First-generation status got you down? Feeling pressured to prove a point? Wondering if you can do it? Here are some tips to help you get through college while impressing your family.
Don’t worry about fitting the mold
Coming from a long line of scholars, doctors or lawyers isn’t necessary to getting the ultimate CTX education, and it is definitely not essential in providing valuable perspective in the college classroom.
Not everyone is the same. Embrace it! A well-rounded education stems from hearing the views and experiences from those different than you. Don't let false notions of the pathway to traditional success stop you from doing your best. Put yourself out there and maybe others will learn a thing or two from you.
Getting involved in clubs, organizations and Chapel are good ways for any Tornado to feel like they belong at CTX. However, for first-generation students, a “home away from home” is more crucial than ever.
You might find that you have more common ground with traditional students than you thought, or you might discover many other first-gens like yourself. Either way, involve yourself in activities that challenge and inspire you. Here are some ways to help you meet people and to get more involved at Concordia!
Befriend a professor
We have some of the very best faculty here at Concordia. Take advantage of this by attending their office hours, asking for extra help when needed and participating in class discussions.
If you find a professor you particularly take a liking to, hang onto him or her! They can be the best mentors. Also, you might want to use them for recommendations when applying for colleges.
Monitor your work/school balance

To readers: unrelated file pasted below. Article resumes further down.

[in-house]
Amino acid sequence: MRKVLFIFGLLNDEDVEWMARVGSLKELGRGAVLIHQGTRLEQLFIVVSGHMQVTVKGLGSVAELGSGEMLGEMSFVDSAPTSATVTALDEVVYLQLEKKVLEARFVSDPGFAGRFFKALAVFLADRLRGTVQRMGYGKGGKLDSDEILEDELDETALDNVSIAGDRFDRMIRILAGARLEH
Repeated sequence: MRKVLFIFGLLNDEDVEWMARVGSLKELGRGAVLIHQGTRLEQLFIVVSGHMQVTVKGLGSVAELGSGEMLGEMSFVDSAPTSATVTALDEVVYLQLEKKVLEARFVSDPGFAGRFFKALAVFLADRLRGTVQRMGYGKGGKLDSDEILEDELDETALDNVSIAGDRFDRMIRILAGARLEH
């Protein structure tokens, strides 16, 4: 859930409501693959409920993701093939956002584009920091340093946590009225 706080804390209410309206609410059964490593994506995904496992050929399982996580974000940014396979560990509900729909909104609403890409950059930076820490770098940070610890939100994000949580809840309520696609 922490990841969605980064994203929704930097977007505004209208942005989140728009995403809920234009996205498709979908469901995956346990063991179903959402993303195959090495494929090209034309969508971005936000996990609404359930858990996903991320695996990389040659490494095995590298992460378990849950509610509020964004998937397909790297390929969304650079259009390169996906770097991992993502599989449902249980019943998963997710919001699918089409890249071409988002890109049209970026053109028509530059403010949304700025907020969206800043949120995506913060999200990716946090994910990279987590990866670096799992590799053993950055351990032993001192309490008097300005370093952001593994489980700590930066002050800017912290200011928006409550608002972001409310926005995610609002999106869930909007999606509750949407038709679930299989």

It is very common for first-generation students to maintain jobs while attending college. Working while going to school looks great on your resume, and if you do it well, it will show perspective employers that you can handle multitasking.
However, it is essential to keep up with your studies. If you are working so hard your grades suffer, it will be difficult to raise that GPA back to where it needs to be. Try to secure adequate financial aid (and get help if you are unsure how) so that you don't have to work so much that it negatively impacts your school work.
Accept any family support offered
We know, discussing the trials of college with family can be tricky when they haven’t experienced the things you are going through. However, if you are lucky enough to have family who love you and care about you throughout all things, they don’t need to have firsthand experience to help give you the encouragement you need.
After all, they know you! They will be your supporters when life gets you down, and your cheerleaders when you’re acing this university thing.
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